Thursday, September 15, 2011

Thrilled to Meet You

There is nothing like it, no worth using.  By its unique nature, it is not something than can be bottled or rendered into formula.  Nor is it arrived at easily or without potential for pain.

You have to be honest with yourself; you cannot hold anything in reserve, no fall back, no plan B--nothing you have conveniently forgotten about until the moment arrives.

Such is its nature that it can appear at any time.  You can be at a beginning, or swimming along toward the middle with the shore line in sight, perhaps a bit of a concern because of the distance, but nevertheless a tangible shoreline.  Sometimes,   it may appear at the end game.

The notes you may have written when the idea first visited you have  all been covered.  You are not much for outlines in any case, and so there you are, alone, no shoreline insight.  You take the same precautions now that you apply when something seems not to respond between your keyboard, your computer, and the printer, especially back when you were using goddamned HP printers.  You look to see if the plug has come loose in such cases; here, you move to the beginning and reintroduce yourself into what you have written, hoping the addition or removal of a word or two will help.  You listen to the voice of the story and of the characters.

There is nothing.  Now the shoreline seems to have disappeared.  How had you managed to come this far without securing some notion of how you might return? Then comes the fear that you might have played it out with the thing--whatever it was--before this one.  You pride yourself on reworking until the piece, whatever it is, offers up some surprise, some thing you hadn't realized before.  So yes, you do write with some hope the universe will reveal a portion of itself to you, let you in on some secret seemingly known and taken for granted by everyone else around you.  And if the universe will not be forthcoming, then perhaps some scintilla of awareness about the human condition because you are haunted by Chekhov's vision that there is no explanation, no understanding.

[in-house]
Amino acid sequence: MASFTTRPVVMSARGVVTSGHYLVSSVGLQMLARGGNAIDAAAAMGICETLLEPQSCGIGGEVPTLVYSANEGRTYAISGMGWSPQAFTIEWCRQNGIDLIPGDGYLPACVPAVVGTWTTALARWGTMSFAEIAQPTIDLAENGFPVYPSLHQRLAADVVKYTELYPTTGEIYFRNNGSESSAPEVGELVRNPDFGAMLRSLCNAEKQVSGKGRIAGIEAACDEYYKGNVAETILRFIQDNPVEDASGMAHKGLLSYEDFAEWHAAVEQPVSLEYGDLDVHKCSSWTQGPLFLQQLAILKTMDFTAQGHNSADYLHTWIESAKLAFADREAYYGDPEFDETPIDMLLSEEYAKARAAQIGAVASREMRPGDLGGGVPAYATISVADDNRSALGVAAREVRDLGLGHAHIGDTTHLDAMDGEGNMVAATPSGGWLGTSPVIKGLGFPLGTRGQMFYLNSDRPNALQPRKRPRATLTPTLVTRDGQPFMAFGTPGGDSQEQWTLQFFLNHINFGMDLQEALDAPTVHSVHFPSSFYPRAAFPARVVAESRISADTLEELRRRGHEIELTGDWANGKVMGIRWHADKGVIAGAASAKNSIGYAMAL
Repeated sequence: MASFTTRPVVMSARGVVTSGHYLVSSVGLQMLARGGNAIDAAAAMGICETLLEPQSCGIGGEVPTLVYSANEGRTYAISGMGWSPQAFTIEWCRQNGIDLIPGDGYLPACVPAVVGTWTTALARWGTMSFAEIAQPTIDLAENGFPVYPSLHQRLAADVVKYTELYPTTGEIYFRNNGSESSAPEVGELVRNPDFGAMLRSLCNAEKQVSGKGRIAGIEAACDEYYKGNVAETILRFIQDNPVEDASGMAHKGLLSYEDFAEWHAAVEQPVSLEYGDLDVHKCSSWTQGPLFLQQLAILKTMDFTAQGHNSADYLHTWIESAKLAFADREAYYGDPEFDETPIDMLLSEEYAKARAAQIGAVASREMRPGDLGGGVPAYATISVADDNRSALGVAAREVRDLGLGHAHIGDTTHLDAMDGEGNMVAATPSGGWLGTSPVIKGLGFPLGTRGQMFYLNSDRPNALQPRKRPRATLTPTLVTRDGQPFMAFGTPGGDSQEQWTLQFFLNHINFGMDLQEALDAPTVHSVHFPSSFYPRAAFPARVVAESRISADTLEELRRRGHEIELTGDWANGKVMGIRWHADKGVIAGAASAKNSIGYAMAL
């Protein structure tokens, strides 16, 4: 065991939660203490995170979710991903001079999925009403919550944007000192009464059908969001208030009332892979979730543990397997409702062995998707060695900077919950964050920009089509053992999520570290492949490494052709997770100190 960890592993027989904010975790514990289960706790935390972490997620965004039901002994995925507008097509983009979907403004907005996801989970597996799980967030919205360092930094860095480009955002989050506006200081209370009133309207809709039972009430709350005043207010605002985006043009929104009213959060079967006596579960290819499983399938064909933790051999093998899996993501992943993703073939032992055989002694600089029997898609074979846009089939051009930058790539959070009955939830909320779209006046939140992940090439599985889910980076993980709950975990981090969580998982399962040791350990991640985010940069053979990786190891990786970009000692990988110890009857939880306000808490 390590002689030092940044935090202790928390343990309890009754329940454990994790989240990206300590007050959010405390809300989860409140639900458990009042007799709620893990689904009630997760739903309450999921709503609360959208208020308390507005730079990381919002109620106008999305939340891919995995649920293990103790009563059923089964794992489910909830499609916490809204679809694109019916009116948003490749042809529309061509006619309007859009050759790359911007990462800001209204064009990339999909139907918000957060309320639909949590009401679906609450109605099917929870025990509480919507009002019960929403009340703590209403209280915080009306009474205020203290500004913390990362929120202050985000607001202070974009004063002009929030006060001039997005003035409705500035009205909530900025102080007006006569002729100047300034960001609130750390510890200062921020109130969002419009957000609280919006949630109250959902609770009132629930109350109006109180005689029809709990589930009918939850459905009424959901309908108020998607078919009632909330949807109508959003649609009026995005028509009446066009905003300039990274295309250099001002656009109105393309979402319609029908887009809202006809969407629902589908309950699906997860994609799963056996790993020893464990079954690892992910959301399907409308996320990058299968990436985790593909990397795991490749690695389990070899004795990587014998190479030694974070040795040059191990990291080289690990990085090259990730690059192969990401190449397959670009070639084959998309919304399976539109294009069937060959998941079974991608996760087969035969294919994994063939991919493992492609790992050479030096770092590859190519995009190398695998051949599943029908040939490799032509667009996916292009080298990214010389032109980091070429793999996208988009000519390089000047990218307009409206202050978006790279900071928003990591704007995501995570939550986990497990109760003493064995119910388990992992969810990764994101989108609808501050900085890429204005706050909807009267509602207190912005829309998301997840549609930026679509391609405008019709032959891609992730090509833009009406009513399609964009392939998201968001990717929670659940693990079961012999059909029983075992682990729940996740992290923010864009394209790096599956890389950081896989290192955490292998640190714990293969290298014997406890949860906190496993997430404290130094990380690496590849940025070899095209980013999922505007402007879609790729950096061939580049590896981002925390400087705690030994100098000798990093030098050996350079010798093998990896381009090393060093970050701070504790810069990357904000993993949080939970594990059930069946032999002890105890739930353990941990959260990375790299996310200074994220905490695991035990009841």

This all makes sense to the point where you know the writer has to stay out of the way of the story, butt out and allow the characters to carry forth the arguments, grudges, urges, passions, and deepest fantasies.  But you no longer write for sense; you write to see the animals standing just beyond the surface of the rocks, looking for an escape hatch.  You write for the thrill of being out there, lost.  All your navigational tricks have been used up.  You have no compass nor knowledge of the night skies.

This is the excruciating moment in which you reach within, sometimes in despair, for something, anything to get you through.  When the something comes, you feel faint relief because the fact of the something arriving, making connection with you, is no guarantee the result will be worthwhile, much less usable.  It may work and you may feel the tingle of it.  It may not work,and you may well feel the leaden coldness of its heaviness.  But that moment, where there is no certainty that what arrives after you have emptied yourself to it will be of any value to you, is the most remarkable and sought-after moment of them all.  This is the moment that affirms what you do.  This affirmation is all you can have.  In many ways, you understand this, but not in enough ways.  Not yet.

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